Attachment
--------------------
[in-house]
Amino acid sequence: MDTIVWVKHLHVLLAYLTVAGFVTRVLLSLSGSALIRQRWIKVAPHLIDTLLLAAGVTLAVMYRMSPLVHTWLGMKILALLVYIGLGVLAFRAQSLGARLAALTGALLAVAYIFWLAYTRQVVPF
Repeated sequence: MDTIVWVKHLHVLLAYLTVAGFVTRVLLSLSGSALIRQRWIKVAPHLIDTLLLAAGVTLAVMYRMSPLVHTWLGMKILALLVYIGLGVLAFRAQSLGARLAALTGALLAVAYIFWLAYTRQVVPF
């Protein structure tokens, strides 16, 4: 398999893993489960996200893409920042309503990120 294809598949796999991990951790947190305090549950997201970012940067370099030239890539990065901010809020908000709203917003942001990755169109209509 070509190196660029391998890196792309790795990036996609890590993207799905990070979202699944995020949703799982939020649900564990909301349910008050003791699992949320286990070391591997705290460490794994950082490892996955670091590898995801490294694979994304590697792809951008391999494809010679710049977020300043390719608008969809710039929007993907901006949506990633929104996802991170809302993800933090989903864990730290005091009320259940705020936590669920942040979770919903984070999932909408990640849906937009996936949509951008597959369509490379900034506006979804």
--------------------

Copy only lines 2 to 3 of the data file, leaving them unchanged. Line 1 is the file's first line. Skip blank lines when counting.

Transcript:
Amino acid sequence: MDTIVWVKHLHVLLAYLTVAGFVTRVLLSLSGSALIRQRWIKVAPHLIDTLLLAAGVTLAVMYRMSPLVHTWLGMKILALLVYIGLGVLAFRAQSLGARLAALTGALLAVAYIFWLAYTRQVVPF
Repeated sequence: MDTIVWVKHLHVLLAYLTVAGFVTRVLLSLSGSALIRQRWIKVAPHLIDTLLLAAGVTLAVMYRMSPLVHTWLGMKILALLVYIGLGVLAFRAQSLGARLAALTGALLAVAYIFWLAYTRQVVPF